I think Bill is a win-win for Canada, giving us beautiful infrastructure that fights climate change while supporting the forest industry, one of the natural resource sectors that has been at the heart of Canadian prosperity for more than 150 years.
Madam Speaker, I am honoured to help close the debate on Bill . I also want to thank the member for for putting forward this legislation. When I joined the natural resources committee just after Christmas, we were in the midst of a study on wood, and of course, it was well timed for his bill to come forward.
Let me be clear. The Government of Canada fully agrees with the spirit and intent of the member's proposed legislation. The proposed legislation aligns well with the government's goals of supporting the Canadian forest industry, as well as reducing greenhouse gas emissions. However, these goals must be balanced with the government's commitment to a fair, open, and transparent procurement process for all suppliers.
I believe that the amendment to this bill that was passed by the Standing Committee on Natural Resources achieves the balance that we seek. That is why I am encouraging all members to support the bill with our amendment. Let me take this opportunity to explain a little further.
At second reading stage, we had occasion to highlight the importance of Canada's forestry industry. Our forestry industry helped build Canada, and it still makes a significant contribution today. Last year alone, it added $22 billion to our GDP. Forestry plays a leading role in the local economies of the more than 170 rural towns where sawmills, pulp and paper mills and other forestry operations can be found. The industry employs more than 200,000 Canadians and also represents 9,500 jobs in indigenous communities, making it one of the largest employers of indigenous people. This is why initiatives to support Canada's forestry industry like those in Bill deserve our careful attention.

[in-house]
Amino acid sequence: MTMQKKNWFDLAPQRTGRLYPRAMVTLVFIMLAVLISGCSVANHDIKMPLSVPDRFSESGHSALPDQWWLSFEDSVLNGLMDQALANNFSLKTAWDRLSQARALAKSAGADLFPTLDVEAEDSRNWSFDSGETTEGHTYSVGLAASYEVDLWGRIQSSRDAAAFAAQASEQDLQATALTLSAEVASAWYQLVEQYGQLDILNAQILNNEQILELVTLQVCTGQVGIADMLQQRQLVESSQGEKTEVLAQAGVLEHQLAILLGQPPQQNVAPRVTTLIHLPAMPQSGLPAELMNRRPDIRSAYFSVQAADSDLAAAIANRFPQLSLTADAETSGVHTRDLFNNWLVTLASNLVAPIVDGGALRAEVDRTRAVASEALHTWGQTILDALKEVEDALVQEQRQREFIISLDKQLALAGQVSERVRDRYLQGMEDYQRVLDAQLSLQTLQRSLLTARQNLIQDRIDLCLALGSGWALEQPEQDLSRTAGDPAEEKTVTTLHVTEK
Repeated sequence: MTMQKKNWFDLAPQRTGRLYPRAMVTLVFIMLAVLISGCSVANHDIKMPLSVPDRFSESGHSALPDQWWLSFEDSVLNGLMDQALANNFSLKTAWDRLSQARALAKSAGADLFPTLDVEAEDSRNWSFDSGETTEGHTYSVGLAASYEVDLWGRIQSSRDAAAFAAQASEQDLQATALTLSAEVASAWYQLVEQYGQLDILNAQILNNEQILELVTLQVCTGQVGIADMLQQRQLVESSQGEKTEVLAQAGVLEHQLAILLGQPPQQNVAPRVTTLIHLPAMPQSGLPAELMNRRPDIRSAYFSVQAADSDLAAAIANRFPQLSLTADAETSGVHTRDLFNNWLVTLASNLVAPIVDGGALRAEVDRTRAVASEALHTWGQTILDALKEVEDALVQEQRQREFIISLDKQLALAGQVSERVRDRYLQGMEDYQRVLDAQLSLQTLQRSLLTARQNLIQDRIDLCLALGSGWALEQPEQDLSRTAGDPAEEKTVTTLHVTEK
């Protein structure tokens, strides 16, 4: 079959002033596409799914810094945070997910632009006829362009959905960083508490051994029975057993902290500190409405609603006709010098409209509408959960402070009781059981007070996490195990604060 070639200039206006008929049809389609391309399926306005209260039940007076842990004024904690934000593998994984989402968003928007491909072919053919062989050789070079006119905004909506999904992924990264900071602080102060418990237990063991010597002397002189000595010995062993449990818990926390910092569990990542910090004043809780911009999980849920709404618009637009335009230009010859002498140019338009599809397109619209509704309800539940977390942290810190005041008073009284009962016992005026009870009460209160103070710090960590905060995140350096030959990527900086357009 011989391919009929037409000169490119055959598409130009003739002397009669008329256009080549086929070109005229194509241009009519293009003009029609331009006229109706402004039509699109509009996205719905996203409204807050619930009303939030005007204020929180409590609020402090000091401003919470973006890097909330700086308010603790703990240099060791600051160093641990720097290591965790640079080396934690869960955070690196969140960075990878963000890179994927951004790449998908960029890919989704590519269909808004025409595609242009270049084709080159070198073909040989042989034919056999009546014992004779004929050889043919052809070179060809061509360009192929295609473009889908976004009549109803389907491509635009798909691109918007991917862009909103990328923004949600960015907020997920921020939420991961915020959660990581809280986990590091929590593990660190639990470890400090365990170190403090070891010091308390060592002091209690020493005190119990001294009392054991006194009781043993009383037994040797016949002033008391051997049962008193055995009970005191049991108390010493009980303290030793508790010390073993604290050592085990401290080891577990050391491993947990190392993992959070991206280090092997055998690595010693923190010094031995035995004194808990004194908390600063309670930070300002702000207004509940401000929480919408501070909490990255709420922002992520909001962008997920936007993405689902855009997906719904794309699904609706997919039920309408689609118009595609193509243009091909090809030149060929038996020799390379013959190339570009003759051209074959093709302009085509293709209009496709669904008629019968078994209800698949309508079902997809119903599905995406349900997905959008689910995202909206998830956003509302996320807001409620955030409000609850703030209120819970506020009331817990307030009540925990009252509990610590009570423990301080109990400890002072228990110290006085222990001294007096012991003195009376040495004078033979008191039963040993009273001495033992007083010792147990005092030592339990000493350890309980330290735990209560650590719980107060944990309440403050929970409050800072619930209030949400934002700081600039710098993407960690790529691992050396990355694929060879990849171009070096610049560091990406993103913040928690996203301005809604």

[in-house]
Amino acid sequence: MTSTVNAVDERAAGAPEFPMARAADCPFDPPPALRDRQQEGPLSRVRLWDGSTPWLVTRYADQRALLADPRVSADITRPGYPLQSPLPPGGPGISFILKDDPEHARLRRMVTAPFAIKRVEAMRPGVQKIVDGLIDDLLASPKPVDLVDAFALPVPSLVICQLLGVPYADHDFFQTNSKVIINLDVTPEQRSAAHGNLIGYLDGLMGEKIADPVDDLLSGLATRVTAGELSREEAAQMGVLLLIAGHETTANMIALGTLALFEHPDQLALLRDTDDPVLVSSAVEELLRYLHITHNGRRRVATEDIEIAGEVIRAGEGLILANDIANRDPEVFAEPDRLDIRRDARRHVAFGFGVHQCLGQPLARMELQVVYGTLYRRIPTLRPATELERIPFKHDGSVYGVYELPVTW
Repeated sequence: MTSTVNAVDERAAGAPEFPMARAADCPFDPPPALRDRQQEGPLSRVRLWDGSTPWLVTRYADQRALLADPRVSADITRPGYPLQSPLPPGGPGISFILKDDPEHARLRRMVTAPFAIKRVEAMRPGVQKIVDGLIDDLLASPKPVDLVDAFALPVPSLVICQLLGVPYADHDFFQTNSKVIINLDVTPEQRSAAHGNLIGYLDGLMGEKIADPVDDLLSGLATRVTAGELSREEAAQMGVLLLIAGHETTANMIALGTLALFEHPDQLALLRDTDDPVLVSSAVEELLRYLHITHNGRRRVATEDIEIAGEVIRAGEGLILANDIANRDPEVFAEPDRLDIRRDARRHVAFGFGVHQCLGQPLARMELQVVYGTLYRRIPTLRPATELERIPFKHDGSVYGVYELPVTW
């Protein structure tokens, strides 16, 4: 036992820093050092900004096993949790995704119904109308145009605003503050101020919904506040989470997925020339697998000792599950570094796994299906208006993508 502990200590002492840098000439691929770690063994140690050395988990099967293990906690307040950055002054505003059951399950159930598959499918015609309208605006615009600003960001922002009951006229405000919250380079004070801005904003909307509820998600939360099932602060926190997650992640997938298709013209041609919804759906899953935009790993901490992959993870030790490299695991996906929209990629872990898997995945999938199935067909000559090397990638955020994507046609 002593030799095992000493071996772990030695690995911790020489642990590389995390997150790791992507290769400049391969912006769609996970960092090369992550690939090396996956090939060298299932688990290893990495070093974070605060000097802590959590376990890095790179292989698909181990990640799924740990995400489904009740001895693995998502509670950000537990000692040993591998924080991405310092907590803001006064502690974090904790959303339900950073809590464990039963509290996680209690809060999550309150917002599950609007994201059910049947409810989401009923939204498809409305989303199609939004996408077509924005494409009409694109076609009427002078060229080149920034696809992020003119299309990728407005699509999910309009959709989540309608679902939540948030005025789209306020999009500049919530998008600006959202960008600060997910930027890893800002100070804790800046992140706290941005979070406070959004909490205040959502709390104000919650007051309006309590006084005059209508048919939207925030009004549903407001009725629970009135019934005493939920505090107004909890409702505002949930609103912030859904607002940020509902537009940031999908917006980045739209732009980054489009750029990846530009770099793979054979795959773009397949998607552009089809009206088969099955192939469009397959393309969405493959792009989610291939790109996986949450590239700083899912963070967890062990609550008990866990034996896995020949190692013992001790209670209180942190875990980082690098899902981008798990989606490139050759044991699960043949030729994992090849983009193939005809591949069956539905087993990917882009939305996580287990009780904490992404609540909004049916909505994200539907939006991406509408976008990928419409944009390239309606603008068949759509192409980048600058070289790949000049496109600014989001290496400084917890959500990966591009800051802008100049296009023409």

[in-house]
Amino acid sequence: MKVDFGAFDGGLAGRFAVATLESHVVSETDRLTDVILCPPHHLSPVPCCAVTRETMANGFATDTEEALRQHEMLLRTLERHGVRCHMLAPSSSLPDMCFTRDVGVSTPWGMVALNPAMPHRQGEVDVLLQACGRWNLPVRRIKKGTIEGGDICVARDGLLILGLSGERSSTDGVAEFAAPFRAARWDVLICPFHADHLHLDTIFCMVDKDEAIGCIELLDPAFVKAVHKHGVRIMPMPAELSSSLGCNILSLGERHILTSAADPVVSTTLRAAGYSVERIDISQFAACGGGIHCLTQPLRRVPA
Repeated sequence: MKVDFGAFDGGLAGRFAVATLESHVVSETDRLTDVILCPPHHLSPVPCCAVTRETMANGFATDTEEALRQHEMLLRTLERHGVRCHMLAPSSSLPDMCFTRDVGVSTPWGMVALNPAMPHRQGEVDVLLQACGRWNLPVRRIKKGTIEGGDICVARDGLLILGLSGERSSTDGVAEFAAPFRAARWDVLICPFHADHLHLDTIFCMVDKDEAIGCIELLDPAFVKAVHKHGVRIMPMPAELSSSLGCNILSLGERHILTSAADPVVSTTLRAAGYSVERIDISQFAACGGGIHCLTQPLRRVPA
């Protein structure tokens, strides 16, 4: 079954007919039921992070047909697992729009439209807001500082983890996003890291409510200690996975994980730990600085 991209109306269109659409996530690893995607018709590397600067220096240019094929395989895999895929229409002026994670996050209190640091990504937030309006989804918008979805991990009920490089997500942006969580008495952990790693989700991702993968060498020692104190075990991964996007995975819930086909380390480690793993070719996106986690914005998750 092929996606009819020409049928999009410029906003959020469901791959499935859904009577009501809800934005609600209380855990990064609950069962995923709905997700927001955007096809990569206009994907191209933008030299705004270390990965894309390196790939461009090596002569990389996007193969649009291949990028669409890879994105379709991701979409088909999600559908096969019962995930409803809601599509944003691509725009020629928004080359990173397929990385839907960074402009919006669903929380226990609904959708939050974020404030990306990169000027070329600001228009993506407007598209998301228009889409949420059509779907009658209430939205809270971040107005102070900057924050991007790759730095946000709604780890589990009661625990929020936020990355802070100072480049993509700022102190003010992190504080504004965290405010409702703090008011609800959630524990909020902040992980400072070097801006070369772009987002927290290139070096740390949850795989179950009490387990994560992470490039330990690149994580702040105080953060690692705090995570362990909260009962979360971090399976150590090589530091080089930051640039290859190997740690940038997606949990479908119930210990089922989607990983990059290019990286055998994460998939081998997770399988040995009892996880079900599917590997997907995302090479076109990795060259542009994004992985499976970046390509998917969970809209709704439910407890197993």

That said, we were concerned that the bill as originally presented by the member for would contradict certain long-standing Government of Canada principles, policies, and obligations and lead to perhaps some unintended consequences. As a point of reference, the proposed bill had stated that the minister “shall give preference to projects that promote the use of wood, taking into account the associated costs and reductions in greenhouse gas emissions”.
The government is committed to fairness, openness, and transparency in the procurement process. These fundamental values of the policies of Public Services and Procurement Canada cannot be deviated from. Although Canadians expect their government to support a sector as important as forestry, they also expect the government to adhere to the basic principle of fairness in its procurement.
Depending on how the legislation is interpreted and enforced, it may well violate Canada's obligations under important trade agreements, such as the Canadian free trade agreement and the North American Free Trade Agreement.
Contract spinoffs have the potential to be significant, particularly in a sector that relies so heavily on access to export markets, mainly the U.S.
The Standing Committee on Natural Resources reviewed the bill. I would like to thank my fellow members of that committee as well as the parliamentary secretary for the careful review of the proposed legislation. In fact, we heard many of the same considerations that I have just reiterated.
I am delighted that my colleague, the member for , who sits with me on the committee proposed an amendment so that the legislation would read: